The reality of the situation however is that most if not all Member States will continue to respect English jurisdiction clauses, even where there is no reciprocal arrangement in place as the English courts may otherwise revert to the practice of granting anti-suit injunctions preventing other Member States from exercising jurisdiction contrary to an exclusive jurisdiction clause in favour of the English courts. Accordingly the only real changes that a party may wish to consider making to their contract on this issue would be (a) to ensure that the English courts had exclusive jurisdiction or (b) consider opting for arbitration as arbitral awards are enforced through the New York Convention, which falls outside of the EU framework and would therefore not be affected by Brexit.

 

Conclusion

The prospects of a UK government revoking each and every EU law upon our formal exit from Europe is unfeasible given the strong trading links between the UK and Europe and the real need and desire for there to be some measure of consistency and reciprocity between our respective legal systems.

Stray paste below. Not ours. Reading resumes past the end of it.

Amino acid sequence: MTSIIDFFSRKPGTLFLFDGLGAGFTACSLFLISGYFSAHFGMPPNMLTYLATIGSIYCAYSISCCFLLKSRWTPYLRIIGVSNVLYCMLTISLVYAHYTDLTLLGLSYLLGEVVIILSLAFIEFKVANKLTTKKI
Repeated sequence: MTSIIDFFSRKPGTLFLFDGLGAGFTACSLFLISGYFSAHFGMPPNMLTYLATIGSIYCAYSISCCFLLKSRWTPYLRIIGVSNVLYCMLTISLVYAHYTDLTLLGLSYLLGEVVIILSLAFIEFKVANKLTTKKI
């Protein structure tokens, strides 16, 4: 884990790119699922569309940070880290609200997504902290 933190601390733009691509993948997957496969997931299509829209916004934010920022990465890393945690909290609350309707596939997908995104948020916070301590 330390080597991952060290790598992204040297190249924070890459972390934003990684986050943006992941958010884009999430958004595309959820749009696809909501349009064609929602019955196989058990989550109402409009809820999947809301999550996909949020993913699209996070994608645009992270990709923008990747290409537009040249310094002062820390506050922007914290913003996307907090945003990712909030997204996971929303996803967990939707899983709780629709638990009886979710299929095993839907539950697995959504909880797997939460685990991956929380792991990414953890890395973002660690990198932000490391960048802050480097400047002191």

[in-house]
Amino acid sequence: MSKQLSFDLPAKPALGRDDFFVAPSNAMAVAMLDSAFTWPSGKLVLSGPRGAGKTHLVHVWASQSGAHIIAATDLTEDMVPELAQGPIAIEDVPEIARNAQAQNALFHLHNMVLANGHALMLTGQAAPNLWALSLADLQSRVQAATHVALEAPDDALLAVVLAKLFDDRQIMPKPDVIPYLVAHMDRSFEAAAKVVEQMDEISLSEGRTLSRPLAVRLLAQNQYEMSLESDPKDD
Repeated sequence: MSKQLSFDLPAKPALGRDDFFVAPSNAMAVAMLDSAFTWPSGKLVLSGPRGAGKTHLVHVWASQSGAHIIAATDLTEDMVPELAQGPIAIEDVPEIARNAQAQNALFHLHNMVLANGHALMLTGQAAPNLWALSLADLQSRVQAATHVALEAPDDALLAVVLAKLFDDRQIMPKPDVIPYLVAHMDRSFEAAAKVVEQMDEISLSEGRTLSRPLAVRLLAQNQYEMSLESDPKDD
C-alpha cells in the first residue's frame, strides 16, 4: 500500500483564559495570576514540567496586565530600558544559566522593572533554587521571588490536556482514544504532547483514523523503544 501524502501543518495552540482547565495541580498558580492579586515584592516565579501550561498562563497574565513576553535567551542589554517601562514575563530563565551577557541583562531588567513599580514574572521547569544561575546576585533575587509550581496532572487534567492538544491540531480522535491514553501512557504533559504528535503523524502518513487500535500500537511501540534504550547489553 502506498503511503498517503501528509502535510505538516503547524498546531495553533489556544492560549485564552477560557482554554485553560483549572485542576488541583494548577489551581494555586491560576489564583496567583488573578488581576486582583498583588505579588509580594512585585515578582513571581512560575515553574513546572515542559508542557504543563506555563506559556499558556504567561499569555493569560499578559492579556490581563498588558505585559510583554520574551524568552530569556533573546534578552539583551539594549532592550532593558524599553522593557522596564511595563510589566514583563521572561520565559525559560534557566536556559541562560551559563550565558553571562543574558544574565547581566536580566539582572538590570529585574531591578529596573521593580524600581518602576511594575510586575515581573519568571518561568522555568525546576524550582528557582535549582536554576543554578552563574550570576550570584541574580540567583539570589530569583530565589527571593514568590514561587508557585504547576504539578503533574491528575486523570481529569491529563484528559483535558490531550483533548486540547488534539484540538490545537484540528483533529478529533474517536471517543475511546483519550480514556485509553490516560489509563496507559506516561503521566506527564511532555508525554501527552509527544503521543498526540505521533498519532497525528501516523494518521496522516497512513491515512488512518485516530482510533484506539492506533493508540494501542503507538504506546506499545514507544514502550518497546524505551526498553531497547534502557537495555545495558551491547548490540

Although EU law has had a dramatic effect on certain aspects of English law, such as employment, free movement of workers, consumers and commercial agency, English Law remains one of the most popular choices of law for parties entering into cross-border commercial contracts and is seen as the market-standard choice for most commercial parties.

Accordingly, where parties envisage resolving their disputes in the English courts, English Law and the exclusive jurisdiction of the English courts will remain the sensible choice.

 

Jamie Lester [1] – Partner

Jamie specialises in complex, high value matters in the areas of professional negligence, corporate/commercial, risk management, insolvency, insurance, intellectual property, group actions, trusts, wills, probate, property and employment law.

Contact Jamie here [2].

 

This information is based on the law in force as at 26 July 2016. Although we endeavour to ensure that the content is accurate and up to date as at that date, it is designed to provide general guidance only and is not intended to be comprehensive or to constitute professional advice. Specific advice should always be sought, and you should only rely on advice which is given, by reference to particular facts and circumstances. 

If you have any further questions, please do not hesitate to contact our Solicitors [3], who will be able to assist you further.